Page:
To the Senate:
I hereby return without approval Senate bill No. 2005, entitled "An act granting a pension to Mary J. Nottage."
The beneficiary named in this bill is the widow of Thomas Nottage, who enlisted in August, 1861, and was discharged for disability September 17, 1862. The assistant surgeon of his regiment, upon his discharge, certified the cause to be "disease of the urinary organs," which had troubled him several years.
He died of consumption January 8, 1879, nearly seventeen years after his discharge, without ever having made any application for a pension.
In 1880 his widow made an application for pension, alleging that he contracted in the service "malarial poisoning, causing remittent fever, piles, general debility, consumption, and death," and that he left two children, both born after his discharge, one in 1866 and the other in 1874.
The only medical testimony which has been brought to my attention touching his condition since his discharge is that of a single physician to the effect that he attended him from the year 1873 to the time of his death in 1879. He states that the patient had during that time "repeated attacks of remittent fever and irritability of the bladder, with organic deposits;" that "in the spring of 1878 he had sore throat and cough, which resulted in consumption, of which he died."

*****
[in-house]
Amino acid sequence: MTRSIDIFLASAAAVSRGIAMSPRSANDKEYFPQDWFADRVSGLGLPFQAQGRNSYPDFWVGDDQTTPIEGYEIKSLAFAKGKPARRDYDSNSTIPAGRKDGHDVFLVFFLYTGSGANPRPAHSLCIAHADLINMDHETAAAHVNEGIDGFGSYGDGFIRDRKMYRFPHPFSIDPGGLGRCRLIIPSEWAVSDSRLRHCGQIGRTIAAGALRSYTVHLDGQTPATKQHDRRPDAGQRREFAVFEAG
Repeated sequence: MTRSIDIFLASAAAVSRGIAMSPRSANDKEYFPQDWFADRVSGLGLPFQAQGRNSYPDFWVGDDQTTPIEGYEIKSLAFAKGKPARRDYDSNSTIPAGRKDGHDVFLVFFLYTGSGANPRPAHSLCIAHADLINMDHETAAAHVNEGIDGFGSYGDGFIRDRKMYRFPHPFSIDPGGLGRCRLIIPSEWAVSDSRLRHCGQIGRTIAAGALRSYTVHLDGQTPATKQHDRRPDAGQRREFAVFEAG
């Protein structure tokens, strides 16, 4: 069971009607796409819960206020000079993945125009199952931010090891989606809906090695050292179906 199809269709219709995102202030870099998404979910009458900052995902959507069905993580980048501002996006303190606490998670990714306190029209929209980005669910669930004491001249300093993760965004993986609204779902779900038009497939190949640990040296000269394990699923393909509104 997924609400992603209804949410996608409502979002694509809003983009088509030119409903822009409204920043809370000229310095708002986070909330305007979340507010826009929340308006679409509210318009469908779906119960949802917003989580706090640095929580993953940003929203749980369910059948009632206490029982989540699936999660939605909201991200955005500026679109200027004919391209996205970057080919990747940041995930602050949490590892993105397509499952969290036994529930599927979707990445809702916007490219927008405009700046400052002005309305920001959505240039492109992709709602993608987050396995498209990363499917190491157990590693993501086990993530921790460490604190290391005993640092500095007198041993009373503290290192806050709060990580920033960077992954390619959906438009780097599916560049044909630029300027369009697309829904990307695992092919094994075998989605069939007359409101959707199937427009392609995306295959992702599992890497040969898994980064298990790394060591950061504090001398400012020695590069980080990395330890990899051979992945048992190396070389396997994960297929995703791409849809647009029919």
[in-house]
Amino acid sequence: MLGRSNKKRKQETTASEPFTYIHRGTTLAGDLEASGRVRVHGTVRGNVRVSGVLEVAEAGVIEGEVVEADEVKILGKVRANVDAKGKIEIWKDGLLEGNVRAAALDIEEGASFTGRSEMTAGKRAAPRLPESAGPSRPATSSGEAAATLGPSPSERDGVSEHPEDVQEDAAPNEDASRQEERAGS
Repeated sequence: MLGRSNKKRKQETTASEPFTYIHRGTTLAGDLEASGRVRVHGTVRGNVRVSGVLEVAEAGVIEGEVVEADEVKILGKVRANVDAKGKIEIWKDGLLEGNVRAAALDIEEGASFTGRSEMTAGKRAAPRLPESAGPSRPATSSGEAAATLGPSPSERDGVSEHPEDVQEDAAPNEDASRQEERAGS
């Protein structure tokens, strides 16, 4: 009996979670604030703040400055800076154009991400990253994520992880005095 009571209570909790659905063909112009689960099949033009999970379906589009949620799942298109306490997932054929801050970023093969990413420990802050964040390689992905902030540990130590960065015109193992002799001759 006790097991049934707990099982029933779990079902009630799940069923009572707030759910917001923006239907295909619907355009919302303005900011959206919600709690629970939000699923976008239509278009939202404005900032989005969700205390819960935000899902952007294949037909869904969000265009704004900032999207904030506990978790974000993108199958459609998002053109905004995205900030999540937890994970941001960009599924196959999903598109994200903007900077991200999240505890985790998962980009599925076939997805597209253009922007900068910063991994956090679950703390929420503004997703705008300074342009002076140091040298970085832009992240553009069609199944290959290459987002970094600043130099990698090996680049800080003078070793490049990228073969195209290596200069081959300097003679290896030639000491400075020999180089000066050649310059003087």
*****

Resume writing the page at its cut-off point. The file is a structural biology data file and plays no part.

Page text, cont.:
The claim of the widow was rejected in July, 1885, on the ground that "the soldier's death was not the result of his service."
I am satisfied that this conclusion of the Pension Bureau was correct,
Grover Cleveland, Veto Message Online by Gerhard Peters and John T. Woolley, The American Presidency Project https://www.presidency.ucsb.edu/node/204422